Back in the day when the round-shaped Opel Corsa was a big local hit, there was a joke doing the rounds.
It went like this: Why don’t they allow purple Corsas into the Kruger National Park? Because they arouse the tortoises.
The Midnight Purple offered on the updated Toyota C-HR is not quite as loud as those extravagant tortoise teasers were, but sexy nonetheless. Especially with the black roof in bi-tone configuration. And this striking new colour combination is a perfect fit for a car that represents the more expressive side of Toyota’s usual conservative design style.
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Toyota C-HR leads the way
The Toyota C-HR, which is short for Coupe/Compact High Rider, was first rolled out in 2016 and was the first of the Japanese carmaker’s products to be built on the Toyota New Global Architecture platform.
Following a few minor tweaks made to the range last month, we recently got to spend a week in the Toyota C-HR in flagship Luxury guise.
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Apart from new colour options, which also includes Eclipse Black and Fierce Red, the only other exterior change is new 18-inch rims which Toyota calls “directional” alloys. The Luxury also features Bi-LED headlamps with sequential turn signal operation, retractable side mirrors and the fog lamps with LED elements.
Inside the Toyota C-HR punches above its weight by virtue of elegant styling and quality finishing. It’s a classic case of it not only looking good, but feeling good too.
A host of creature comforts include partial leather seat trim, an 8-inch touchscreen six-speaker audio system with smartphone connectivity, Toyota Connect with 15GB onboard Wi-Fi allocation and 4.2-inch multi-information display in the instrument cluster, dual-zone climate control, rain-sensing wipers and automatic headlights.
While there is adequate head and legroom for passengers in the rear, boot space is not great at 234 litres.
The C-HR is powered by a 1.2-litre turbocharged petrol engine that is mated to CVT and sends 85 kW of power and 185 Nm of torque to the front wheels. Similar that the Corolla Hatch, which features the same engine/transmission combination, this is one CVT that doesn’t warrant the usual expletives from motoring reporters. It behaves well under acceleration and chances are that you will get through a day in normal city traffic without even realising you are dealing with a CVT.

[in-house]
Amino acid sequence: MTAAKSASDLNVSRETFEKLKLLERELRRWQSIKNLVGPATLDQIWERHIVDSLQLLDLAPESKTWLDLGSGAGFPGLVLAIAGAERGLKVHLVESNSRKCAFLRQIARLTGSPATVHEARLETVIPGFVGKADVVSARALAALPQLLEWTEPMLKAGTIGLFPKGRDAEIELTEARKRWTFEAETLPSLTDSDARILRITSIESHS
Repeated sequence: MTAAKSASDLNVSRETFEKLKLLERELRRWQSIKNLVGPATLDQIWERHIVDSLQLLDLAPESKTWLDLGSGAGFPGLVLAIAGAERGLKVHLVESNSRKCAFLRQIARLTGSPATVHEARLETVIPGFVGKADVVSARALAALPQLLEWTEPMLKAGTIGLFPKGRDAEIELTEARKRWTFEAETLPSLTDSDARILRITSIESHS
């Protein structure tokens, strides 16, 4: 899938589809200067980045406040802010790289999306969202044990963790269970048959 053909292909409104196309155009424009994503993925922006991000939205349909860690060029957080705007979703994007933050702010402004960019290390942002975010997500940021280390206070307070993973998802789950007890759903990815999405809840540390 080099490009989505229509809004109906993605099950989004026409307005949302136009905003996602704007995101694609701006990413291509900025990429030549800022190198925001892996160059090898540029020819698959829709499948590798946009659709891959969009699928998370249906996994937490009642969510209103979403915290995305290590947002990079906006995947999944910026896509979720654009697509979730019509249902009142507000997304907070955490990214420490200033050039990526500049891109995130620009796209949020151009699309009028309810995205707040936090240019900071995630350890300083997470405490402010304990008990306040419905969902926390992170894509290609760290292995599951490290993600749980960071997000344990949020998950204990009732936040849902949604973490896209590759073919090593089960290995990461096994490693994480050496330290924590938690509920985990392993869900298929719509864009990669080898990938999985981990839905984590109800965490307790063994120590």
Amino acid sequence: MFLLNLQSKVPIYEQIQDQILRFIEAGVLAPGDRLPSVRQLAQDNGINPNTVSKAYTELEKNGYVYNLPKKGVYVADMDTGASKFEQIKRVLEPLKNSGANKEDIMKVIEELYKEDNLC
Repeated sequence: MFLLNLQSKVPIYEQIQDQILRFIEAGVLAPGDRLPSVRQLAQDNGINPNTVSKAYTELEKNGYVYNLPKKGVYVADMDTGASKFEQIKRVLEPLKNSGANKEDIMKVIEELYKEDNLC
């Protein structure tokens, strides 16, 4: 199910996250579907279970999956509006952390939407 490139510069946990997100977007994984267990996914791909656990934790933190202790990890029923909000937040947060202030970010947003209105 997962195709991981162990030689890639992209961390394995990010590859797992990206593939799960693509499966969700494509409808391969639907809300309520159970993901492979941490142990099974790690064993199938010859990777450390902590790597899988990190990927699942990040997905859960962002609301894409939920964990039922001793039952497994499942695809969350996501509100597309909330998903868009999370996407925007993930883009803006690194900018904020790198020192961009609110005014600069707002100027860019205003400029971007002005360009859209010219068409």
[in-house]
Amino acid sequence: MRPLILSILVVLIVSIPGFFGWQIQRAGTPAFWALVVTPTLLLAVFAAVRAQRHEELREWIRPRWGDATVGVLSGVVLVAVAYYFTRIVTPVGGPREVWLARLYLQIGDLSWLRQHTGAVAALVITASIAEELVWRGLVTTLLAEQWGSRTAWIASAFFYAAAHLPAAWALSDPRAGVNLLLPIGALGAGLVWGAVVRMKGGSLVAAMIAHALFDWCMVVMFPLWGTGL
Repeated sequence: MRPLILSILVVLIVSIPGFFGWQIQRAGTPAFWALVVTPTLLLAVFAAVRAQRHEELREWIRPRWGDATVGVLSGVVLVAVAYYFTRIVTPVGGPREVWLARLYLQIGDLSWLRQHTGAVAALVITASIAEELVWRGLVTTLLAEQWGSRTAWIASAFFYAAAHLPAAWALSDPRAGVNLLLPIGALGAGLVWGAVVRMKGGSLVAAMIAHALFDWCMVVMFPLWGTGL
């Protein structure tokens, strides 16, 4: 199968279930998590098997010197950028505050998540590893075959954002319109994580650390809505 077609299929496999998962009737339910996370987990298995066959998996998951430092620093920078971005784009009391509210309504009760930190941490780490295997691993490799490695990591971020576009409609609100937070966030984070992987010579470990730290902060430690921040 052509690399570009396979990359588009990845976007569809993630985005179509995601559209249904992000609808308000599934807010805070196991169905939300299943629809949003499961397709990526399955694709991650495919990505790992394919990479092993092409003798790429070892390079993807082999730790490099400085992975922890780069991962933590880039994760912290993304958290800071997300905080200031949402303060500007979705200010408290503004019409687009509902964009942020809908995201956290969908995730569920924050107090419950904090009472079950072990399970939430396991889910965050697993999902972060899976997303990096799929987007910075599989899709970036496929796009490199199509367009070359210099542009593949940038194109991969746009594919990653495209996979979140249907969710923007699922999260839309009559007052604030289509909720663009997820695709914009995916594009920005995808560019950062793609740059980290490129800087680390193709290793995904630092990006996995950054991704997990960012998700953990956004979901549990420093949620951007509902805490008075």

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We also got close to Toyota’s fuel consumption claim of 6.4 litres per 100 km by achieving 6.8 L/100 km over the course of the week.
The C-HR Luxury comes standard with the comprehensive Toyota Safety Sense package. This includes Pre-Collision System, Auto High Beam, Rear Cross Traffic Alert, Blind Spot Monitoring, Adaptive Cruise Control and Lane Departure Alert with Lane Trace functionality.
These features are in addition to front driver and passenger, side, curtain and driver-knee airbags, ABS, EBD, Brake Assist, Vehicle Stability Control, Hill Assist Control, Trailer Sway Control and Park Distance Control.
At R554 500 the Toyota C-HR Luxury is not cheap and there is no hiding from the fact that its practicality is limited compared to the more traditional products in its stable. But the whole philosophy behind this crossover SUV is that it is not aimed at buyers looking for practicality, but those that don’t want to be boxed in.
How times have changed. The very same carmaker that built your grandfather’s “hearing aid beige” match-box sedan back in the 1970s is now offering funky purple rides. And better yet, you can bet your bottom dollar in all the C-HR’s splendid hipness, it will be as reliable as your oupa’s Corolla was.
The Toyota C-HR Luxury is sold standard with a six-services/90 000 km service plan and three-year/100 000 km warranty.
For more information on the Toyota C-HR, visit the manufacturer’s website.